The New Athlon Processor: AMD Is Finally Overtaking Intel

The First Level Cache

Well, what can I say, Athlon really kicks butt with its L1-caches. The instruction as well as the data caches are with 64 kB no less than 4 times as big as Pentium III's. This will make sure that Athlon will scale beautifully with clock speed, so that its pipeline and all the execution ports can be fed at 1 GHz just as nicely at 600 MHz. I can't help it, but the L1-cache earns Athlon at least one more performance point, which is No.6 if I'm not mistaken.

Memory Streaming And Write Combining

You may remember Intel's introduction of Pentium III. One of the new features of PIII was the 'streaming instructions'. Those instructions are implemented into Athlon as well. Athlon's 64-byte deep write buffer plus the five streaming instructions makes sure that Athlon is also able to pre-fetch data in a defined way from, into or around the two (L2 and L1) data caches and it can write directly to memory and thus around the caches as well.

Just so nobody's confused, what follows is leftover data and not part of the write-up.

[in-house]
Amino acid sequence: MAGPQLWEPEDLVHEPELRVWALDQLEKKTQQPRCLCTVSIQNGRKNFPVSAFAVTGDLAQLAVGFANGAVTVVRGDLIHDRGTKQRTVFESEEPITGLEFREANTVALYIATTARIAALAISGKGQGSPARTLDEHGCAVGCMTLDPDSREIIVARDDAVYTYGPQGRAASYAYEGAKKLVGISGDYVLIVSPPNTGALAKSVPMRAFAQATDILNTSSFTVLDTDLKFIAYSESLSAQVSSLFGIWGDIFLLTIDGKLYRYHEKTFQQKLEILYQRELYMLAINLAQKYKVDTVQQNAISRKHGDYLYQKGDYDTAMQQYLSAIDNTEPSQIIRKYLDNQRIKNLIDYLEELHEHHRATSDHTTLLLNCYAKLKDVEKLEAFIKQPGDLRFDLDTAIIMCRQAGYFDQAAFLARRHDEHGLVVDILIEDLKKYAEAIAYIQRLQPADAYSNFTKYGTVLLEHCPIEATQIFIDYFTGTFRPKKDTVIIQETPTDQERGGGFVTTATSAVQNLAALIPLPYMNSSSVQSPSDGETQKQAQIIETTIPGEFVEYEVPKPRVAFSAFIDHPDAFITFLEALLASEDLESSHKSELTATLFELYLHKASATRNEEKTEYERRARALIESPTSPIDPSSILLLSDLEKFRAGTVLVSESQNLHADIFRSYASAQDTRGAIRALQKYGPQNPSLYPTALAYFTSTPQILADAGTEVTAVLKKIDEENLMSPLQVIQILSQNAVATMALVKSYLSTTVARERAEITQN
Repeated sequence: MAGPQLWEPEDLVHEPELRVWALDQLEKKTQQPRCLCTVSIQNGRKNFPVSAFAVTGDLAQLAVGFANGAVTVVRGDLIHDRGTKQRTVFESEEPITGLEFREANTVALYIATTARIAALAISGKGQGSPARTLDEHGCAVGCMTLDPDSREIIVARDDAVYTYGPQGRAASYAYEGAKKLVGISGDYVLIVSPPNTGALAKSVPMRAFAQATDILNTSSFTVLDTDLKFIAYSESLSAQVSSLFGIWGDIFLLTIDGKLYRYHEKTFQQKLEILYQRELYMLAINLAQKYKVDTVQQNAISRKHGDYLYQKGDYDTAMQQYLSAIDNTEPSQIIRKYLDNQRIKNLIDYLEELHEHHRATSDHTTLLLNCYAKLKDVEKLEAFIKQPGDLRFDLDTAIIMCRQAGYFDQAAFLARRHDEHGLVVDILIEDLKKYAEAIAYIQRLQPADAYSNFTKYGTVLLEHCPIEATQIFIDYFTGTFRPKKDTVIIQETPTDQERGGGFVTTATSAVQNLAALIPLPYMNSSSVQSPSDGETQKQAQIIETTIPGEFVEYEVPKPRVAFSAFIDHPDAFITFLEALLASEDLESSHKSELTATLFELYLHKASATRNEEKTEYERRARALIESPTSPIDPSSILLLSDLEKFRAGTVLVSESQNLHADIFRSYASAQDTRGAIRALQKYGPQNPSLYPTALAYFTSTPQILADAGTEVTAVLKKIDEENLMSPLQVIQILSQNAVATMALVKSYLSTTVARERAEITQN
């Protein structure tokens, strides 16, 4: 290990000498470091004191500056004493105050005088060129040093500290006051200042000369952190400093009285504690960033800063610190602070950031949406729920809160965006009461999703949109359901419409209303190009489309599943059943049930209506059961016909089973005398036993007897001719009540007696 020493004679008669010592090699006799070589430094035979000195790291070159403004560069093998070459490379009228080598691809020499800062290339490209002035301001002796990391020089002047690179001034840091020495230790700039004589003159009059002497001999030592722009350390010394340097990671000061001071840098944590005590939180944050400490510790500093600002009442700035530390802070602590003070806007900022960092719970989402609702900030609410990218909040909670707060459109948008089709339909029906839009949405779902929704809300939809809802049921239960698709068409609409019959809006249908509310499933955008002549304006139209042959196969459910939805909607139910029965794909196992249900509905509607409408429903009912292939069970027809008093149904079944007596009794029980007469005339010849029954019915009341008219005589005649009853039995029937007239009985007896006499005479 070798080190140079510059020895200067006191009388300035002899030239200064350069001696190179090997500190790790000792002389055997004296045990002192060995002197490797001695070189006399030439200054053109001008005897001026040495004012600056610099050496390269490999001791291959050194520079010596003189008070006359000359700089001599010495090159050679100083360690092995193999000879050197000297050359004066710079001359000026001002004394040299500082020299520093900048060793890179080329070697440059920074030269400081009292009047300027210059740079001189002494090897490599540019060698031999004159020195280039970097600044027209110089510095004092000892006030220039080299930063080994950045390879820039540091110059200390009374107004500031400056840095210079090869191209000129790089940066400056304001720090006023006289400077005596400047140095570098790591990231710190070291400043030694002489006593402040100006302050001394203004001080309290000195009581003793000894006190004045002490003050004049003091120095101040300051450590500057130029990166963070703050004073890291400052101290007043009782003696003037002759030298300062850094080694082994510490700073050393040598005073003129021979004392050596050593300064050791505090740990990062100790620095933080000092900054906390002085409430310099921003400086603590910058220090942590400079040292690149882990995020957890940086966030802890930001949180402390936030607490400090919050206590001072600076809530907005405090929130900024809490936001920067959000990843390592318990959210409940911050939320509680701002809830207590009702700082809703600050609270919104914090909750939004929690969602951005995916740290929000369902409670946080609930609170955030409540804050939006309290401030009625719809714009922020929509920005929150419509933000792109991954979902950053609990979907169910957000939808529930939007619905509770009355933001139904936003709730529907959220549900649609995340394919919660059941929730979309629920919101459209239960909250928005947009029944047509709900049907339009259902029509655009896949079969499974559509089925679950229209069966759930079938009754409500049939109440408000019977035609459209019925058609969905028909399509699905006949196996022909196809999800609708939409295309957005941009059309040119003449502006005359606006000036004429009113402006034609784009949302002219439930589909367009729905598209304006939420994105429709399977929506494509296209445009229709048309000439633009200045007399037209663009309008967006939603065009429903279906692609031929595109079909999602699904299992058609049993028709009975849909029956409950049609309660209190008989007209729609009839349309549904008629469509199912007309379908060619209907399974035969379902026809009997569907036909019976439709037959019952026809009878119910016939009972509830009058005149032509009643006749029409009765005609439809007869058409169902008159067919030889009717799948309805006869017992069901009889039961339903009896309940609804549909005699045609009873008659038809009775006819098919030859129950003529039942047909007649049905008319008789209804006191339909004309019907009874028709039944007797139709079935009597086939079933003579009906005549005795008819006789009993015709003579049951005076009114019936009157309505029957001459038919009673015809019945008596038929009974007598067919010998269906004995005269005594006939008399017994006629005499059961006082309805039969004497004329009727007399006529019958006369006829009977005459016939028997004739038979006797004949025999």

Another nice addition is the inclusion of the Memory Type Range Registers of Athlon, which are now compatible to Intel's P6-architecture as well. This enables write-combining, which is particularly useful for writes to the graphic card's frame buffer, as the ones of you may remember, who used 'fastvid' in the earlier days of Pentium Pro. K6-2 CXT and K6-3 were also able to do write combining, but it took a special programming of the video-card driver to make use of it. These days are over with Athlon. Still NT 4 needs a special DLL-file for enabling write combining, and this DLL is supposed to be included into service pack 6 very soon.

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